Two of my favorite scents in life are freshly mowed grass and the natural fragrance that rain brings. I inhaled both this week. Mowed grass accentuated by rain makes me think about baseball. I like baseball. I like to play it, coach it, watch it and in that order. (For you baseball enthusiasts, I know that the coach is actually the manager.) I couldn’t help reminiscing about my baseball career…
Suddenly, I was back in high school. It was the spring of 1982. I was a freshman and it was time for baseball season. In Washington, baseball is a school sport that runs parallel with softball. Being a freshman provides it’s own circumscriptions but weighing about 120 pounds adds insult to injury. I was a barely pubescent kid who was teamed with juniors and seniors who knew how to use a razor. The manager of the team was Pete Penrose; a burly man equipped with a burly voice whose first love was football.
The third contest of the season was a home game against our nearest rival, Almira – a school about 20 miles away. By the eighth inning the scoreboard was not favorably disposed to our team and all indications pointed to another loss. Penrose barked into our dugout, “Burgin!” My heart sank.
I can remember standing in left field praying that the ball wouldn’t be hit anywhere within 200 feet of me. After some well produced pitches, the first batter struck out. The second batter hit a line drive right into my airspace and called me to attention. All I could hope for now was to make the play and not screw anything up. Amazingly, I fielded the ball cleanly and tossed it to second base stopping the runner as he rounded first. My confidence soared as Penrose clapped his hands and pumped his usual right fist signifying delight for a well-executed defensive play. The third batter fouled twice and fanned the umpire on a dropping left curve. It closed the top of the inning. The bottom of the eight and top of the ninth passed without incident.
As we started our hitting rotation during the ninth inning, I was to be the third batter. After the first two struck out, I wasn’t looking forward to bringing the game to a close as the last batter and handing Penrose our third loss. It was only about 40 feet from the dugout to the batters box but it had all the qualities of a 40-mile hot dusty road to certain failure.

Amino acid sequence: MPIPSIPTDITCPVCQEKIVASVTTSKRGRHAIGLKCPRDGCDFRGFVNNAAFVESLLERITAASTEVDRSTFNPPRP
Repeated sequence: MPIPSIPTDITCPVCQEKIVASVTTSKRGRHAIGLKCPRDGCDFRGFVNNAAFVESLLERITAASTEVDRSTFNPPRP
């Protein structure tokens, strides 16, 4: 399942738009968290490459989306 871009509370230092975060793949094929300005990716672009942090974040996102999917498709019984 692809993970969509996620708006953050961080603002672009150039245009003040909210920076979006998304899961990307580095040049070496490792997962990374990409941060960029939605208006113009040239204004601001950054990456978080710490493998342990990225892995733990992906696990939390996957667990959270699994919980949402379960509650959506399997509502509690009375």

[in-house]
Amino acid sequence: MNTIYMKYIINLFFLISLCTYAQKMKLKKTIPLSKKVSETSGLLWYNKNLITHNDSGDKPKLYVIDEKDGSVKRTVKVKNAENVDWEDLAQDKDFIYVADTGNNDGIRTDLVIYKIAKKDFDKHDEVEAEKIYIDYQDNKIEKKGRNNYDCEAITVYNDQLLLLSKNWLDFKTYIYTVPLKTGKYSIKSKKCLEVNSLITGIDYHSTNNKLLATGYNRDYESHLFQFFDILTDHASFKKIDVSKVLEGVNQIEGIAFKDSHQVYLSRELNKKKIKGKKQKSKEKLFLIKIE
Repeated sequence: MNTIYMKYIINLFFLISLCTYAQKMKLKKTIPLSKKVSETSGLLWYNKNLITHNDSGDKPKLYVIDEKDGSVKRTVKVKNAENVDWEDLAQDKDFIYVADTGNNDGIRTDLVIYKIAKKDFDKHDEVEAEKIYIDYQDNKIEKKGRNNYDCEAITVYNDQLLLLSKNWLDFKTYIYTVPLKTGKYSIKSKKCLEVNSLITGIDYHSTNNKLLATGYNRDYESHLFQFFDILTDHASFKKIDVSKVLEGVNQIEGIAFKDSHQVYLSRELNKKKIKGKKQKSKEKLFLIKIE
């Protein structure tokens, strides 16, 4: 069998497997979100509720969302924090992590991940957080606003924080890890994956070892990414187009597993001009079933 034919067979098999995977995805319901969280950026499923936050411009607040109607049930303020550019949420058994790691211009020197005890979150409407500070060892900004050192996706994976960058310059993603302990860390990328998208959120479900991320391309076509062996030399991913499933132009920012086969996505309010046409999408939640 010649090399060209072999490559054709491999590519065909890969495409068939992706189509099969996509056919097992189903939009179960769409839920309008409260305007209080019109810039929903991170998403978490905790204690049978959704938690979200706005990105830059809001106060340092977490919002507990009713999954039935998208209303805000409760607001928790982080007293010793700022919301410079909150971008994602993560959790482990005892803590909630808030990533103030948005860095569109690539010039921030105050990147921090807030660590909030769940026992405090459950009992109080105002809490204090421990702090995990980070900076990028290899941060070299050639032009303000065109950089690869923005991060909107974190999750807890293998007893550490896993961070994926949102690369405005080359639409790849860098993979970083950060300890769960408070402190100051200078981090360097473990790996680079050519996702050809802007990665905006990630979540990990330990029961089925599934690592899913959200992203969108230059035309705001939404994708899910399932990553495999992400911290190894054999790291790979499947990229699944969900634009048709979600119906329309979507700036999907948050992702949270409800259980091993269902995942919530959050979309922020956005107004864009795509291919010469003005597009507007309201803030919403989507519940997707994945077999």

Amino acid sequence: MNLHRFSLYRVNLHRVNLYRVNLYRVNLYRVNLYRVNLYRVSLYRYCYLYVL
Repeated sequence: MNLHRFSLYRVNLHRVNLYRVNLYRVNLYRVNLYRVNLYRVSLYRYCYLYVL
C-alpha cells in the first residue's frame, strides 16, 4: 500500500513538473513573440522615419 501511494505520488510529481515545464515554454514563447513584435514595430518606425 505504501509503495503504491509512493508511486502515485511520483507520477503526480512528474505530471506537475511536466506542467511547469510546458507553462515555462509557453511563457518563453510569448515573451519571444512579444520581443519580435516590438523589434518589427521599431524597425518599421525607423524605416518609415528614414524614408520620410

The first pitch was released – foul tip. The second and third pitches, both balls – high and away. I was ahead in the count and I was praying for two more balls. As the forth pitch came down the line I knew it was a strike. You can see the way a ball rotates in the air as you watch the stitches and within a split second you have to make a decision. Do I swing or let it pass? For weeks Penrose had been demanding that we swing the bat at anything close. So, almost as if in autopilot, I gritted my teeth and…
Some of my best moments in life have come with my eyes closed. The first time I kissed Selena – eyes closed. My first hunting trip – eyes closed while I shot and harvested a mule deer buck. First brussels sprouts – eyes closed. Nose plugged too for that one. My first hit on the high school baseball team – eyes closed and teeth gritted.
You can always tell when it’s a good hit. There’s a smooth, almost euphoric contact as the bat meets the ball and all you hear is a hollow sounding “pop”. I opened my eyes just in time to see the ball soar over the center fielder’s head. As I was rounding first base I could see the defense chasing my convincingly hit ball to the fence.
That’s when it happened. Feet grow first. I guess every boy becoming a man needs a firm foundation for everything else to rest on in the same sense that a building needs a firm foundation. As I was rounding first, I was watching the fielder and was not paying attention to my feet which I’m certain doubled in size during that winter. I tripped. But it was a slow painful trip accompanied with 20 feet of stumbling and flailing arms. I came to a halt about midway through the 90-foot baseline.
Have you ever seen a movie that depicted a plane crash and upon impact all kinds of debris come flying over and through the cockpit? For me, the one taking a nosedive into the dirt, that’s what it seemed like; all in super slow motion. In a state of disorientation, I literally crawled to second base – and made it! I was safe. I had hit a double. A more skilled runner might have been able to eek out an infield home run.
My hit, my double hit, sparked a rally in the last inning with two outs and one man on second base. I felt like a hero who had helped his team win that day. I don’t remember how many games we won or lost that season. But, we won that game.